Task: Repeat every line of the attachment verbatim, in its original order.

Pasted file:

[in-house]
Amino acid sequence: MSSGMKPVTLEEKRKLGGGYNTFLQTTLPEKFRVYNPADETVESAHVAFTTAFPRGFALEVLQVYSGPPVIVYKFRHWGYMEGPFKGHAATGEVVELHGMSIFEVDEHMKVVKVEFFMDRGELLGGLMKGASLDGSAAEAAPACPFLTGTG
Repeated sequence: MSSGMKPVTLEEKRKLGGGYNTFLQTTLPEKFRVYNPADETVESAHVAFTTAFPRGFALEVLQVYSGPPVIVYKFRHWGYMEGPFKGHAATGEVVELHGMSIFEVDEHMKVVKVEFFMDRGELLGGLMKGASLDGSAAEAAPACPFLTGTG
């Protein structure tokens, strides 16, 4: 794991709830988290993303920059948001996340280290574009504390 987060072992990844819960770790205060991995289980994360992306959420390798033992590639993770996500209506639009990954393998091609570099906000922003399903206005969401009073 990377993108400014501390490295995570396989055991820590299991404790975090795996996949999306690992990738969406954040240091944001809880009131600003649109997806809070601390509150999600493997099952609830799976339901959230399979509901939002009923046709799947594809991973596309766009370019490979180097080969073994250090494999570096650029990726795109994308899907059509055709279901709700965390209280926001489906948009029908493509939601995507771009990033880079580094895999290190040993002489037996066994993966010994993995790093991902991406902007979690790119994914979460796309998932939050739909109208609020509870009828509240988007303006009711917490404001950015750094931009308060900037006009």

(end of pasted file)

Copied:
[in-house]
Amino acid sequence: MSSGMKPVTLEEKRKLGGGYNTFLQTTLPEKFRVYNPADETVESAHVAFTTAFPRGFALEVLQVYSGPPVIVYKFRHWGYMEGPFKGHAATGEVVELHGMSIFEVDEHMKVVKVEFFMDRGELLGGLMKGASLDGSAAEAAPACPFLTGTG
Repeated sequence: MSSGMKPVTLEEKRKLGGGYNTFLQTTLPEKFRVYNPADETVESAHVAFTTAFPRGFALEVLQVYSGPPVIVYKFRHWGYMEGPFKGHAATGEVVELHGMSIFEVDEHMKVVKVEFFMDRGELLGGLMKGASLDGSAAEAAPACPFLTGTG
């Protein structure tokens, strides 16, 4: 794991709830988290993303920059948001996340280290574009504390 987060072992990844819960770790205060991995289980994360992306959420390798033992590639993770996500209506639009990954393998091609570099906000922003399903206005969401009073 990377993108400014501390490295995570396989055991820590299991404790975090795996996949999306690992990738969406954040240091944001809880009131600003649109997806809070601390509150999600493997099952609830799976339901959230399979509901939002009923046709799947594809991973596309766009370019490979180097080969073994250090494999570096650029990726795109994308899907059509055709279901709700965390209280926001489906948009029908493509939601995507771009990033880079580094895999290190040993002489037996066994993966010994993995790093991902991406902007979690790119994914979460796309998932939050739909109208609020509870009828509240988007303006009711917490404001950015750094931009308060900037006009």